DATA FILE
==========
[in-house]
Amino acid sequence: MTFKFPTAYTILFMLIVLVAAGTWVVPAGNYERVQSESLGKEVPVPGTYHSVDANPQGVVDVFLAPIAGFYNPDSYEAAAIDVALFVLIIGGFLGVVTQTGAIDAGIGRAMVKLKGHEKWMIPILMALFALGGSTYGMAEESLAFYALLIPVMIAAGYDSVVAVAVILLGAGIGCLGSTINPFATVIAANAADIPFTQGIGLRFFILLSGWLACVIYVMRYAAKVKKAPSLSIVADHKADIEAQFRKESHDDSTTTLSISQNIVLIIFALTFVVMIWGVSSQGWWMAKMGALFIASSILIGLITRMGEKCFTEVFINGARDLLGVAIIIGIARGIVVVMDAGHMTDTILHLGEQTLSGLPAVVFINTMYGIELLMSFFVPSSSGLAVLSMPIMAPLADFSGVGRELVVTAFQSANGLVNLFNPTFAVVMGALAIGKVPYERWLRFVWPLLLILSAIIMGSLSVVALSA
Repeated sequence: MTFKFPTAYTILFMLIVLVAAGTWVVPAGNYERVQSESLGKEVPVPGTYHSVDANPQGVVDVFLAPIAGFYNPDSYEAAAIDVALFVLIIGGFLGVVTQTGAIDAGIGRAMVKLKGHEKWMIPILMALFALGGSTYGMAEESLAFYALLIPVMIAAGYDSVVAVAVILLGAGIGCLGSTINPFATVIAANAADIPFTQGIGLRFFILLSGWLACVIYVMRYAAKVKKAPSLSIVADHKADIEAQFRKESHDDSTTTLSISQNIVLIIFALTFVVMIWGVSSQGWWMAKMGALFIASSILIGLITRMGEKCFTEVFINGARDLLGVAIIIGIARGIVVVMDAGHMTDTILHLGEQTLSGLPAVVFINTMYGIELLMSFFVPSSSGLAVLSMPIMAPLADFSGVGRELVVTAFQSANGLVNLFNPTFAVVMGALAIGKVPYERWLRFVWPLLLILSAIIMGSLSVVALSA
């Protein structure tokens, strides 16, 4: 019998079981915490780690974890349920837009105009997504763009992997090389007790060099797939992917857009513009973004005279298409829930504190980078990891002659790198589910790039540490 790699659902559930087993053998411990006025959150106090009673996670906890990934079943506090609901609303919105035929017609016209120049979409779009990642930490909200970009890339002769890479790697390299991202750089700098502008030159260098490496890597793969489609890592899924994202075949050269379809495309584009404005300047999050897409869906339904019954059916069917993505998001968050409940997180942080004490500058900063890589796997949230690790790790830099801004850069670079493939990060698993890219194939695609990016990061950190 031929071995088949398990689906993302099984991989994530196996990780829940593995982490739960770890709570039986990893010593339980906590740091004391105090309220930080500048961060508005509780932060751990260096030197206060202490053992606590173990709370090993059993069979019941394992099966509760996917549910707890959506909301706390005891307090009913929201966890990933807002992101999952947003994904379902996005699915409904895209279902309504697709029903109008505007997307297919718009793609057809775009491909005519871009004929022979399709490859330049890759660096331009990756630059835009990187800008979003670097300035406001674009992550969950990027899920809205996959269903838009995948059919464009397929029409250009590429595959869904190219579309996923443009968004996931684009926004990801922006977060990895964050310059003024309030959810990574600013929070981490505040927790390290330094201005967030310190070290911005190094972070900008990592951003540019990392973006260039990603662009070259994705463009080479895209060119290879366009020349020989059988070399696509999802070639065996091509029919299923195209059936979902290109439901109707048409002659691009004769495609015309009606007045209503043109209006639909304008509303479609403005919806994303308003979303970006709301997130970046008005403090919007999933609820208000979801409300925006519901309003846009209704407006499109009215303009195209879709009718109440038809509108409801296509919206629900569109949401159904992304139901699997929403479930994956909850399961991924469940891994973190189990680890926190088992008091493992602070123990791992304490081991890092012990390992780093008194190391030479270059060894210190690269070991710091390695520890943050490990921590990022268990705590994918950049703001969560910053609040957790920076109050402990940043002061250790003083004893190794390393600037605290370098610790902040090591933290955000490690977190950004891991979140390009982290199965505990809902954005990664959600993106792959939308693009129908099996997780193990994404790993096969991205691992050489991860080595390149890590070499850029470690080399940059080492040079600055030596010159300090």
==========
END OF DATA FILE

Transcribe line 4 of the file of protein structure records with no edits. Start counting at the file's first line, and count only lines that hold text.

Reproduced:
């Protein structure tokens, strides 16, 4: 019998079981915490780690974890349920837009105009997504763009992997090389007790060099797939992917857009513009973004005279298409829930504190980078990891002659790198589910790039540490 790699659902559930087993053998411990006025959150106090009673996670906890990934079943506090609901609303919105035929017609016209120049979409779009990642930490909200970009890339002769890479790697390299991202750089700098502008030159260098490496890597793969489609890592899924994202075949050269379809495309584009404005300047999050897409869906339904019954059916069917993505998001968050409940997180942080004490500058900063890589796997949230690790790790830099801004850069670079493939990060698993890219194939695609990016990061950190 031929071995088949398990689906993302099984991989994530196996990780829940593995982490739960770890709570039986990893010593339980906590740091004391105090309220930080500048961060508005509780932060751990260096030197206060202490053992606590173990709370090993059993069979019941394992099966509760996917549910707890959506909301706390005891307090009913929201966890990933807002992101999952947003994904379902996005699915409904895209279902309504697709029903109008505007997307297919718009793609057809775009491909005519871009004929022979399709490859330049890759660096331009990756630059835009990187800008979003670097300035406001674009992550969950990027899920809205996959269903838009995948059919464009397929029409250009590429595959869904190219579309996923443009968004996931684009926004990801922006977060990895964050310059003024309030959810990574600013929070981490505040927790390290330094201005967030310190070290911005190094972070900008990592951003540019990392973006260039990603662009070259994705463009080479895209060119290879366009020349020989059988070399696509999802070639065996091509029919299923195209059936979902290109439901109707048409002659691009004769495609015309009606007045209503043109209006639909304008509303479609403005919806994303308003979303970006709301997130970046008005403090919007999933609820208000979801409300925006519901309003846009209704407006499109009215303009195209879709009718109440038809509108409801296509919206629900569109949401159904992304139901699997929403479930994956909850399961991924469940891994973190189990680890926190088992008091493992602070123990791992304490081991890092012990390992780093008194190391030479270059060894210190690269070991710091390695520890943050490990921590990022268990705590994918950049703001969560910053609040957790920076109050402990940043002061250790003083004893190794390393600037605290370098610790902040090591933290955000490690977190950004891991979140390009982290199965505990809902954005990664959600993106792959939308693009129908099996997780193990994404790993096969991205691992050489991860080595390149890590070499850029470690080399940059080492040079600055030596010159300090």